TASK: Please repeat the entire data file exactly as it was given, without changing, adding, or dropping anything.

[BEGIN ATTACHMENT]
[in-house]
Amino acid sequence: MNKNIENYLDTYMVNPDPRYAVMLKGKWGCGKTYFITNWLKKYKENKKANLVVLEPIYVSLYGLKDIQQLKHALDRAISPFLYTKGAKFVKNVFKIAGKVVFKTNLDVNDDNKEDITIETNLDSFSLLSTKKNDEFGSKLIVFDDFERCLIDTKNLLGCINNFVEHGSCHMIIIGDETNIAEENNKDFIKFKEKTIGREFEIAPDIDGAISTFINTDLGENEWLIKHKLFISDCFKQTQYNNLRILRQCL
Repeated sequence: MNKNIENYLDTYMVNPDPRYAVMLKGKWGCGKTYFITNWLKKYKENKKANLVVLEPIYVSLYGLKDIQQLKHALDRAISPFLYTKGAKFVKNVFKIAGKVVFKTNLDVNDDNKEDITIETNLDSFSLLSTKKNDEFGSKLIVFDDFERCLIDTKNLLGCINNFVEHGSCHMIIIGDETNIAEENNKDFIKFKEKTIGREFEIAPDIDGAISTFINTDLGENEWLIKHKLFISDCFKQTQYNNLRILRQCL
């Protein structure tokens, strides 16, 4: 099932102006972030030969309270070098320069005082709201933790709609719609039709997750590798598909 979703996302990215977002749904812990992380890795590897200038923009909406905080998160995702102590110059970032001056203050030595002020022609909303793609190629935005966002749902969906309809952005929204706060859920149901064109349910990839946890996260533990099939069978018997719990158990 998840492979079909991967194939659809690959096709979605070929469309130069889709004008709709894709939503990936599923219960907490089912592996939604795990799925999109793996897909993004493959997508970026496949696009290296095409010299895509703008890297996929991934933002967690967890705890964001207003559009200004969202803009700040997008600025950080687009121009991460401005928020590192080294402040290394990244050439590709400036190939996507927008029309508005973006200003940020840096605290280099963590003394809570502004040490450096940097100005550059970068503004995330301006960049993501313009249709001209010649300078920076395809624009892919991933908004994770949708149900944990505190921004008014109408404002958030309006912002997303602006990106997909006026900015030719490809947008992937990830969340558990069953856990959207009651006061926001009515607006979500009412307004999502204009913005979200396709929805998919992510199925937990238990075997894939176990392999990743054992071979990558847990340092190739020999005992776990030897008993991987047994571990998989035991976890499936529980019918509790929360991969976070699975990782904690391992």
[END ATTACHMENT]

[in-house]
Amino acid sequence: MNKNIENYLDTYMVNPDPRYAVMLKGKWGCGKTYFITNWLKKYKENKKANLVVLEPIYVSLYGLKDIQQLKHALDRAISPFLYTKGAKFVKNVFKIAGKVVFKTNLDVNDDNKEDITIETNLDSFSLLSTKKNDEFGSKLIVFDDFERCLIDTKNLLGCINNFVEHGSCHMIIIGDETNIAEENNKDFIKFKEKTIGREFEIAPDIDGAISTFINTDLGENEWLIKHKLFISDCFKQTQYNNLRILRQCL
Repeated sequence: MNKNIENYLDTYMVNPDPRYAVMLKGKWGCGKTYFITNWLKKYKENKKANLVVLEPIYVSLYGLKDIQQLKHALDRAISPFLYTKGAKFVKNVFKIAGKVVFKTNLDVNDDNKEDITIETNLDSFSLLSTKKNDEFGSKLIVFDDFERCLIDTKNLLGCINNFVEHGSCHMIIIGDETNIAEENNKDFIKFKEKTIGREFEIAPDIDGAISTFINTDLGENEWLIKHKLFISDCFKQTQYNNLRILRQCL
């Protein structure tokens, strides 16, 4: 099932102006972030030969309270070098320069005082709201933790709609719609039709997750590798598909 979703996302990215977002749904812990992380890795590897200038923009909406905080998160995702102590110059970032001056203050030595002020022609909303793609190629935005966002749902969906309809952005929204706060859920149901064109349910990839946890996260533990099939069978018997719990158990 998840492979079909991967194939659809690959096709979605070929469309130069889709004008709709894709939503990936599923219960907490089912592996939604795990799925999109793996897909993004493959997508970026496949696009290296095409010299895509703008890297996929991934933002967690967890705890964001207003559009200004969202803009700040997008600025950080687009121009991460401005928020590192080294402040290394990244050439590709400036190939996507927008029309508005973006200003940020840096605290280099963590003394809570502004040490450096940097100005550059970068503004995330301006960049993501313009249709001209010649300078920076395809624009892919991933908004994770949708149900944990505190921004008014109408404002958030309006912002997303602006990106997909006026900015030719490809947008992937990830969340558990069953856990959207009651006061926001009515607006979500009412307004999502204009913005979200396709929805998919992510199925937990238990075997894939176990392999990743054992071979990558847990340092190739020999005992776990030897008993991987047994571990998989035991976890499936529980019918509790929360991969976070699975990782904690391992």